Google privacy changes found to violate Dutch law

Dutch watchdog concerned over Google privacy changes

A Dutch watchdog has found that Google is in violation of data protection law in the country following a seven month investigation.

Of particular concern was the fact that Google combines personal data from different online services in order to tailor ads and services to an individual. Chairman of the College for the Protection of Personal Data Jacob Kohnstamm has said Google "spins an invisible web of our personal information without our permission, and that is outlawed."

In response to this verdict, Google has said "Our privacy policy respects European law and allows us to create simpler, more effective services". The search engine giant claims that it gathers personal data in order to provide users with an adequate level of detailed information.

Investigation across European nations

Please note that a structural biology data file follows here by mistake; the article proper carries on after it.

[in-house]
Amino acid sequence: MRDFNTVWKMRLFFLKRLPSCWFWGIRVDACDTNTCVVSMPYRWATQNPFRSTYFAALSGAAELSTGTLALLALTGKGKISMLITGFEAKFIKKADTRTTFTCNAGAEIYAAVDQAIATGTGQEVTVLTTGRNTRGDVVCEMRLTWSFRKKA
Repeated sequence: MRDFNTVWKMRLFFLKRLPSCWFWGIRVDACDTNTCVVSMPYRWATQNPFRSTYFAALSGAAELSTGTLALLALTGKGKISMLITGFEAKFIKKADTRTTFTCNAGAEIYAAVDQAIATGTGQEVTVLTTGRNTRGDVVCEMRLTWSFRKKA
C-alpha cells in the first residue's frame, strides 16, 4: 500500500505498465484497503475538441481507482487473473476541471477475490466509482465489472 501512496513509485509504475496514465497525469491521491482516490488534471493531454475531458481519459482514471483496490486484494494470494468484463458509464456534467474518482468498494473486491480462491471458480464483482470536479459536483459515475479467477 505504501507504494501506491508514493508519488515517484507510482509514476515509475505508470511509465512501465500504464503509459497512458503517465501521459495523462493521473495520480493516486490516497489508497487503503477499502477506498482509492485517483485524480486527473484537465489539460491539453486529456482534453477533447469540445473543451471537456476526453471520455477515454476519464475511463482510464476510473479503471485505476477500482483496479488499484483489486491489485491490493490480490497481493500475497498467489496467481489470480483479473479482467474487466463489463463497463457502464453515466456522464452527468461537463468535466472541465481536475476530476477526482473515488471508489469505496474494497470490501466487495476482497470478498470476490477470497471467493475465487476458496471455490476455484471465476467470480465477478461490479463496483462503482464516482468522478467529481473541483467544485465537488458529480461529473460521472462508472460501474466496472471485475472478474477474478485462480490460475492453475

A number of European governments have investigated the changes to the Google privacy policy including France, Spain, Germany, Britain, Italy and the Netherlands.

Users have also raised a number of concerns over the Google terms of service, such as a recent tweak to terms of service which allows Google to add user profile names and photos to ads, as well as the rising data requests said to be being made by governments.

Natalie Booth, head of search at theEword, has said: "While Google says that it gathers data in order to provide users with an improved experience, this has raised concerns in many EU countries. While Google has acted to improve awareness of its privacy policy in the past, it will be interesting to see how Google engages and works with the Dutch DPA following their recent claim."

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